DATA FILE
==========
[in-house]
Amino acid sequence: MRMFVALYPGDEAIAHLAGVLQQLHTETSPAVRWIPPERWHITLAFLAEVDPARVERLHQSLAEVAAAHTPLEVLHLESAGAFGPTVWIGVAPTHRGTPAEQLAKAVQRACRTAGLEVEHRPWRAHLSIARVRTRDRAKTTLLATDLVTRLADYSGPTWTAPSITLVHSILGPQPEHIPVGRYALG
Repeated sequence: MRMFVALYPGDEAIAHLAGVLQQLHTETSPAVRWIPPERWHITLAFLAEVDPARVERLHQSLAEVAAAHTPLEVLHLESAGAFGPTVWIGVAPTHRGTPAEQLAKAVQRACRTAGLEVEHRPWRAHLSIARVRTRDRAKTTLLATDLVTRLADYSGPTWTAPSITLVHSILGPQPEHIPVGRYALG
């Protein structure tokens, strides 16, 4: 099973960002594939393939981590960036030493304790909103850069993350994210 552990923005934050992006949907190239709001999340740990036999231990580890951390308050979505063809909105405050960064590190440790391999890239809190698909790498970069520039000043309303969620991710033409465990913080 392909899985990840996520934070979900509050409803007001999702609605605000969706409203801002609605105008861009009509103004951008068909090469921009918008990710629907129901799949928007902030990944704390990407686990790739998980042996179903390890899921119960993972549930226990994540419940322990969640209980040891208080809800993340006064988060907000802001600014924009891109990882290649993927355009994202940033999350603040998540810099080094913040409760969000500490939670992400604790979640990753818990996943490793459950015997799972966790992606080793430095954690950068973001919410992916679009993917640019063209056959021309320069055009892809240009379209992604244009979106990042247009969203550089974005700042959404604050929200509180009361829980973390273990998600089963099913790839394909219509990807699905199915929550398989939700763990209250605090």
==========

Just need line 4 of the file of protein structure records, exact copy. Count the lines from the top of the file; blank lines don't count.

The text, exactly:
């Protein structure tokens, strides 16, 4: 099973960002594939393939981590960036030493304790909103850069993350994210 552990923005934050992006949907190239709001999340740990036999231990580890951390308050979505063809909105405050960064590190440790391999890239809190698909790498970069520039000043309303969620991710033409465990913080 392909899985990840996520934070979900509050409803007001999702609605605000969706409203801002609605105008861009009509103004951008068909090469921009918008990710629907129901799949928007902030990944704390990407686990790739998980042996179903390890899921119960993972549930226990994540419940322990969640209980040891208080809800993340006064988060907000802001600014924009891109990882290649993927355009994202940033999350603040998540810099080094913040409760969000500490939670992400604790979640990753818990996943490793459950015997799972966790992606080793430095954690950068973001919410992916679009993917640019063209056959021309320069055009892809240009379209992604244009979106990042247009969203550089974005700042959404604050929200509180009361829980973390273990998600089963099913790839394909219509990807699905199915929550398989939700763990209250605090």